Netanyahu's reception muted by political tensions

The strain in the US-Israel relationship was evident as the prime minister addressed Congress in Washington D.C.

    Netanyahu's reception muted by political tensions
    Many members of Congress called the speech condescending, saying Netanyahu was using fear tactics to manipulate them [Reuters]

    The atmosphere during Israeli Prime Minister, Benjamin Netanyahu's speech during this joint meeting of Congress stands in stark contrast to his address to Congress, almost four years ago.

    I was present for both. This time, the strain in the US-Israel relationship was evident.

    For decades there has been a consensus in support for Israel in the US Congress. Not this time. We are told that up to 56 members of Congress, mostly Democrats, boycotted the Netanyahu speech - unhappy that a breach of protocol had taken place.

    An invitation was extended by the top House Republican, without the knowledge of the Democratic president.

    There were still standing ovations throughout the Netanyahu's speech, but not as many as we saw in his previous address in 2011. Even more notable was the fact that during many of those ovations, a large number of Democratic lawmakers remained in their seats.

    The audience was sceptical and reaction to the speech was critical. Many members of Congress called the speech condescending. They accused Netanyahu of using fear tactics to manipulate the US Congress into rejecting any deal being negotiated by the P5 +1 countries.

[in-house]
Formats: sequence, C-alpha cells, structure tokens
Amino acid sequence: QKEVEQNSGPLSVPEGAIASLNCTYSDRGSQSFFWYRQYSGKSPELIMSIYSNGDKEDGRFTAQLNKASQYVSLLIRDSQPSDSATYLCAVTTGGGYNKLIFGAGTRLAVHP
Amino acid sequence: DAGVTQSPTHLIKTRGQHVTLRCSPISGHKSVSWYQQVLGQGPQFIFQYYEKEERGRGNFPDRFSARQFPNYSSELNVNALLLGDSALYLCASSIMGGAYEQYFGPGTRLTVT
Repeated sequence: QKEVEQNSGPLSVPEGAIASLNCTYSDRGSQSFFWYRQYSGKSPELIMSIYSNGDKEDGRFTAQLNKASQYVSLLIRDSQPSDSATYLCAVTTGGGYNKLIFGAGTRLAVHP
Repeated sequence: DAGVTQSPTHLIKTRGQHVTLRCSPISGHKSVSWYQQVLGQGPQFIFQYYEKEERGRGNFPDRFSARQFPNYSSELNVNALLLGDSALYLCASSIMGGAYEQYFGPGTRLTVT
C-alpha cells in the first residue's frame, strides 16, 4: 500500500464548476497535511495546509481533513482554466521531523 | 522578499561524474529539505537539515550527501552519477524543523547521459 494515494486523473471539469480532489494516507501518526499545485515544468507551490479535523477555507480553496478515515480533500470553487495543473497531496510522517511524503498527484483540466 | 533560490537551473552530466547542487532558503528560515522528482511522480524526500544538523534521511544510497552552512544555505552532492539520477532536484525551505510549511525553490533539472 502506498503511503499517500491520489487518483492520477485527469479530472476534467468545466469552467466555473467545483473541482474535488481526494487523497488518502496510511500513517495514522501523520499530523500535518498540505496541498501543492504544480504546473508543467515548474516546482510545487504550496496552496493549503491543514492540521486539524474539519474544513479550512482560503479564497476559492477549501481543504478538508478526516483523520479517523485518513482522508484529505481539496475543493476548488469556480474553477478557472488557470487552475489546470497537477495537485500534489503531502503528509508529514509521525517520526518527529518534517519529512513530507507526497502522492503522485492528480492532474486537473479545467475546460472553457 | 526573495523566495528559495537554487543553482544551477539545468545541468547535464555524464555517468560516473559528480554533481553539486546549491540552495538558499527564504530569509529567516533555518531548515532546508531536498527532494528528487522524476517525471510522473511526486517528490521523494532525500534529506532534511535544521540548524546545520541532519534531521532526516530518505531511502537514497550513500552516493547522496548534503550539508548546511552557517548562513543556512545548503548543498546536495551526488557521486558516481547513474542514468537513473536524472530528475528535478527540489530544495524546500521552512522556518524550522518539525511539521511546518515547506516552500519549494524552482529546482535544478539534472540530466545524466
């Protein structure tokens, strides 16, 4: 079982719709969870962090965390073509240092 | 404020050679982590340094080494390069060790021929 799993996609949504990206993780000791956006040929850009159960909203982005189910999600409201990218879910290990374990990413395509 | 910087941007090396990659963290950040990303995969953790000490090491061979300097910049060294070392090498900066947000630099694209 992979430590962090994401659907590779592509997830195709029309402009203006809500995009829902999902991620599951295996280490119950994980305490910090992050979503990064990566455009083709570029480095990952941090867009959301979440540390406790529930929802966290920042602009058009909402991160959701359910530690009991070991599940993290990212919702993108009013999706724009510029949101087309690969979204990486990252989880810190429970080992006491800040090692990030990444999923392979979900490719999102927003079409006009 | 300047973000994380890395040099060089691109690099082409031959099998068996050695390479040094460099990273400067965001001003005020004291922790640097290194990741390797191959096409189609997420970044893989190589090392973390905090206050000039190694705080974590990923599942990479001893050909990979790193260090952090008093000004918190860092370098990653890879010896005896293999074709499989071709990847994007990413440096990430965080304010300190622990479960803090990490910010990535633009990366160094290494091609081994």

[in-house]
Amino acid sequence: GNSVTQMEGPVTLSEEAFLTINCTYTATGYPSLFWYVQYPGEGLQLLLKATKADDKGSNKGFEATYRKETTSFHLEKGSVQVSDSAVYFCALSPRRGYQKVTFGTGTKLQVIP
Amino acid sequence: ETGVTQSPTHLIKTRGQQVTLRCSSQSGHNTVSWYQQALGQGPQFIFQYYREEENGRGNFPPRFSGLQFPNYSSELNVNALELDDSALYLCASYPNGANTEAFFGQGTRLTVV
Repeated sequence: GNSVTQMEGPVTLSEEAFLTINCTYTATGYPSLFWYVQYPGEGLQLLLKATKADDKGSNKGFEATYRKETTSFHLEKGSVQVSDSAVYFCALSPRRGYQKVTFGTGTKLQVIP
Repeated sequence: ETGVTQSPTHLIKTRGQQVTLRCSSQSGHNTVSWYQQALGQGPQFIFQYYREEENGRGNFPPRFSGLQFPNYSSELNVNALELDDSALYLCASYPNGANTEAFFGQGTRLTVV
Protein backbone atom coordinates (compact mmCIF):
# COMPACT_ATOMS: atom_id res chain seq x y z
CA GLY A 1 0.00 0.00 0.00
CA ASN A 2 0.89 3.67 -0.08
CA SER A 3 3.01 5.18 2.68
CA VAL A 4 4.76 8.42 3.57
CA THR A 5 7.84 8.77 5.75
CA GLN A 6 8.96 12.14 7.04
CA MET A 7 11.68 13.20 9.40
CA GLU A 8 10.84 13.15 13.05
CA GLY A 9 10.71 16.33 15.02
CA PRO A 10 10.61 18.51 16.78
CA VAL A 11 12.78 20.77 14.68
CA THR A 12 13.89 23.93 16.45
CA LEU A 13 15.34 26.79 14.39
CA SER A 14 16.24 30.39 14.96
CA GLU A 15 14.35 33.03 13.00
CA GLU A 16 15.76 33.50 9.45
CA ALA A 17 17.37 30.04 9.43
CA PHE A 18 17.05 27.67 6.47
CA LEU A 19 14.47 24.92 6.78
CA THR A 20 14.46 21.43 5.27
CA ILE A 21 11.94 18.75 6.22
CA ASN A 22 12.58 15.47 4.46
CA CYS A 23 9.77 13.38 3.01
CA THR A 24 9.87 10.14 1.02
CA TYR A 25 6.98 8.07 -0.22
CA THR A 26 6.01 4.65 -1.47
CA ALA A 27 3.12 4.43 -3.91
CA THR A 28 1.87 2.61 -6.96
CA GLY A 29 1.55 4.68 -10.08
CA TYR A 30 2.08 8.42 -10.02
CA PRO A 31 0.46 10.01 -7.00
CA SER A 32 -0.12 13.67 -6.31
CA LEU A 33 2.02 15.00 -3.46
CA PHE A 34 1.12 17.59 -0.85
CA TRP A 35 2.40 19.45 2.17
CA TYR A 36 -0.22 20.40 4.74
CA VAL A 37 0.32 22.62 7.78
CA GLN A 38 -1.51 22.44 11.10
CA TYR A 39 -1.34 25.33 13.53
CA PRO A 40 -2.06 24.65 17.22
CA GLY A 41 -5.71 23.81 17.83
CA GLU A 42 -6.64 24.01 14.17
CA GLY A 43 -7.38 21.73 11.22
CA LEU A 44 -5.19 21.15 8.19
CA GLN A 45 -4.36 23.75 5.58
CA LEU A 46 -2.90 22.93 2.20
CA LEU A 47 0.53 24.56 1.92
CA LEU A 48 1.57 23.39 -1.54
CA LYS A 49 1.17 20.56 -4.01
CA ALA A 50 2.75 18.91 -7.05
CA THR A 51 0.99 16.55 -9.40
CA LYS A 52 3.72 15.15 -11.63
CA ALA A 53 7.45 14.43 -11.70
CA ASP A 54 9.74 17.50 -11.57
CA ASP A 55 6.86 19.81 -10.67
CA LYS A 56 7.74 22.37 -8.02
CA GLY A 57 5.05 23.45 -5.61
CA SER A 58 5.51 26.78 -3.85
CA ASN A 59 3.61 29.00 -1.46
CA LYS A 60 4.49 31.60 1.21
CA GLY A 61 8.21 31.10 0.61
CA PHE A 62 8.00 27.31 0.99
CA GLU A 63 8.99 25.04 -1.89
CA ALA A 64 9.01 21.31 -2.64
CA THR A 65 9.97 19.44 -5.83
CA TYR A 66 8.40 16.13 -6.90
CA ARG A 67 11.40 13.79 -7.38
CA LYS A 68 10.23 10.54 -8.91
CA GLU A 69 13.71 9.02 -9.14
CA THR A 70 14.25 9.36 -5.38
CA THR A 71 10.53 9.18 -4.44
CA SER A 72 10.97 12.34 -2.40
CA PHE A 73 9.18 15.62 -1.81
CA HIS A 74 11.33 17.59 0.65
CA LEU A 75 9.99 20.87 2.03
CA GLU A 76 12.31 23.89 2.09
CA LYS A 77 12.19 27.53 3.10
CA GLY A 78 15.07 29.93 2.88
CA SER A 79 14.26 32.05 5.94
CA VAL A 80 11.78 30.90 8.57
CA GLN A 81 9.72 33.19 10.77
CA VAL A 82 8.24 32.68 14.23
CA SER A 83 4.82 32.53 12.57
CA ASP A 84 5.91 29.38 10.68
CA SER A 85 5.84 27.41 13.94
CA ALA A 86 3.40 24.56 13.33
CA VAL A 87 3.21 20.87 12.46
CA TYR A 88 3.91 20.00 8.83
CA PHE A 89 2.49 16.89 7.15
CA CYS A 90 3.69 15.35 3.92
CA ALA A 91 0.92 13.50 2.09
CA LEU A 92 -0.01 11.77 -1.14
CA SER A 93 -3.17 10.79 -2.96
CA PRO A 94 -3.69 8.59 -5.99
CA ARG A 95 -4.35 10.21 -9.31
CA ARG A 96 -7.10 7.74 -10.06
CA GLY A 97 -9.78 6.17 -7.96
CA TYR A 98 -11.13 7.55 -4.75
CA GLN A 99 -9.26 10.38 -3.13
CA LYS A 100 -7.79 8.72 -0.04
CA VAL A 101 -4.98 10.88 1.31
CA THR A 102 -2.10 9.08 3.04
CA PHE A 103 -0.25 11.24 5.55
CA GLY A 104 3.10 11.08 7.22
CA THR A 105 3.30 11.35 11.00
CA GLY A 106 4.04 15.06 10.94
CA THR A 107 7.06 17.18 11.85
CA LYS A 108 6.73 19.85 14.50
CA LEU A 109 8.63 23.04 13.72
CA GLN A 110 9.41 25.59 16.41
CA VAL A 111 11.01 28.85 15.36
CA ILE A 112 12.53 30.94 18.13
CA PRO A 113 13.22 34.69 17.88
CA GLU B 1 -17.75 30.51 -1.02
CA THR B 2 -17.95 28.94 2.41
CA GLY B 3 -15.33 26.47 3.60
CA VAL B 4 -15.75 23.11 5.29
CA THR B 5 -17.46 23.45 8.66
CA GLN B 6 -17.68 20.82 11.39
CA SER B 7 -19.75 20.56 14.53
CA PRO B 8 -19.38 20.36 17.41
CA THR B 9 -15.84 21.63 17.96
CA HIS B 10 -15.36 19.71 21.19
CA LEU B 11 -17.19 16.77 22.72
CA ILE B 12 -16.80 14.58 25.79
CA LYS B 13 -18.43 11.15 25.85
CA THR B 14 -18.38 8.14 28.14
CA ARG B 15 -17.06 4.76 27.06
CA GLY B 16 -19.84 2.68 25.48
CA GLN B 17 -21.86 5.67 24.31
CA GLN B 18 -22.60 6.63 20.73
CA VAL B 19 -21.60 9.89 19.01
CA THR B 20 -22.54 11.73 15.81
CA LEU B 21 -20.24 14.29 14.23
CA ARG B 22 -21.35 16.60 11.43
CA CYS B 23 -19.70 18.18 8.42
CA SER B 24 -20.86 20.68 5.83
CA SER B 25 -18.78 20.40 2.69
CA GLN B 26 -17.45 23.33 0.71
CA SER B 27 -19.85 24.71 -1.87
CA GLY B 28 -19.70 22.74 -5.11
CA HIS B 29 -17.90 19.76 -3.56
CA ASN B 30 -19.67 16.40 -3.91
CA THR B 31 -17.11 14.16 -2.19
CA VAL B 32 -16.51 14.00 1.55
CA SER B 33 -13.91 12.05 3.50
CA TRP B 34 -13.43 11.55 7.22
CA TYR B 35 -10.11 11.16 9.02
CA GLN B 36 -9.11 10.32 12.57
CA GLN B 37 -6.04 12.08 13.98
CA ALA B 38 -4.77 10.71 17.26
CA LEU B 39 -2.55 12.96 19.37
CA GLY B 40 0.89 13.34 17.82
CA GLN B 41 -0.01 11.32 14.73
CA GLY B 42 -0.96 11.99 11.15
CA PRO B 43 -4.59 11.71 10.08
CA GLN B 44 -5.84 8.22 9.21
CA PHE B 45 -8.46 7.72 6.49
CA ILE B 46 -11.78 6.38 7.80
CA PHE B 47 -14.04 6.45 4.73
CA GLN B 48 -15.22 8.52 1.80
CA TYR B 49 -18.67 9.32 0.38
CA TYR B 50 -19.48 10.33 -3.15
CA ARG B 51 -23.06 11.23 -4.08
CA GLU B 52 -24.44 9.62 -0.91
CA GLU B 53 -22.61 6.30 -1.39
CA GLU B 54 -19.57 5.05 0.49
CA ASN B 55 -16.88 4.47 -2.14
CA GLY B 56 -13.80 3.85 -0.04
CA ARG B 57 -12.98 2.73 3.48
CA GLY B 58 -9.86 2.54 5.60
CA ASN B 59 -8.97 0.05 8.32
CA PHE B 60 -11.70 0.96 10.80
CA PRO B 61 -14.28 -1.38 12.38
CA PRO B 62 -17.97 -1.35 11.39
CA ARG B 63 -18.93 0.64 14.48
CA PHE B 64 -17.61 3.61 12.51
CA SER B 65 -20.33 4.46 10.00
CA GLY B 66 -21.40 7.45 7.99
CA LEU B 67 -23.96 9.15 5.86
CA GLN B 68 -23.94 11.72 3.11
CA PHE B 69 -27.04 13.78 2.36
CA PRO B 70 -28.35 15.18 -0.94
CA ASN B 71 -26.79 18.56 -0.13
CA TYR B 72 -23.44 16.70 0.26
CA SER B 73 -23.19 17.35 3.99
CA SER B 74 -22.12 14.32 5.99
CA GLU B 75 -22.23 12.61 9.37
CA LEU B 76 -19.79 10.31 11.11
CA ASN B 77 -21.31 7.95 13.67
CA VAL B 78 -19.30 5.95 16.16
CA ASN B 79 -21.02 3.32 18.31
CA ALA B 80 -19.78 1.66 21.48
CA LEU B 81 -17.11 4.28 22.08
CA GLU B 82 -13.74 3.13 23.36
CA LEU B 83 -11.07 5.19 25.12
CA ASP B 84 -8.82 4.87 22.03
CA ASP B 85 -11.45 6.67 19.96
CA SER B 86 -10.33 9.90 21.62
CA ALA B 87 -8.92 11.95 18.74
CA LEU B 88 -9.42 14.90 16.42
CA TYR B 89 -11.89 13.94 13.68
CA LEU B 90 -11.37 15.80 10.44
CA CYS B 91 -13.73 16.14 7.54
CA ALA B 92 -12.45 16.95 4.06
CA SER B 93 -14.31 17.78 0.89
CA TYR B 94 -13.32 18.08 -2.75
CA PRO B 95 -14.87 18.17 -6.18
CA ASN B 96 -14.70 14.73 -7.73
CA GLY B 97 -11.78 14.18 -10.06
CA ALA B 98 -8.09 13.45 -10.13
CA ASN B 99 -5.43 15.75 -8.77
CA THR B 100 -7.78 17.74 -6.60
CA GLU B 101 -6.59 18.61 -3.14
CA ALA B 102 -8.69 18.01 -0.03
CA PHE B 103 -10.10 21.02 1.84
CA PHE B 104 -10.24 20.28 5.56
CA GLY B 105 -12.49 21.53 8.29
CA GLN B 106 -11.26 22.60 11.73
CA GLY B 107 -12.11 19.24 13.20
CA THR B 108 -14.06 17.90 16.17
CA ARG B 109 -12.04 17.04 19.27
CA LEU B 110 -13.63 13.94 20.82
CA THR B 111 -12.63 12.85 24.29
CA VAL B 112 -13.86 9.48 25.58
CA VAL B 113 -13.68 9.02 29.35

The top Democrat in the House of Representatives, Nancy Pelosi, told reporters she was "near tears" that Netanyahu seemed to underestimate the ability of the world powers negotiating with Iran over its nuclear programme to secure a deal that protects Israel and the rest of the world.

    Indeed, there wasn't a lot new in the arguments being made by the Israeli prime minister.

    Even President Obama, who says he didn't watch the speech but read the transcript, thought the same thing according to comments he made in the Oval office.

    He indicated that if the Israeli prime minister is unhappy with a diplomatic option to curb Iran's ability to obtain a nuclear weapon, he needed to offer a "viable alternative" - which did not happen.

    This is what has upset not just the Obama White House and Congressional members, but also the American public. While most in the US support Israel's right to security, they disagree along partisan lines about the best way to achieve that goal.

    Democrats in the US support the White House effort to secure a diplomatic option. Others, mostly hawkish Republicans, support the Israeli prime minister's claim that a deal with Iran doesn't block, but paves the way to it ultimately obtaining a nuclear weapon and therefore any deal with Iran should be rejected.

    But, perhaps most distressing for Americans of either political persuasion, seems to be the perceived arrogance of Israel and the timing of this speech just two weeks shy of the Israeli elections.

    There's a feeling that Israel has started to take for granted US support and there is a growing resentment among many that a foreign leader believed he could come into the US Congress and begin to dictate US foreign policy to achieve personal political goals, especially when it comes to Iran.

    SOURCE: Al Jazeera



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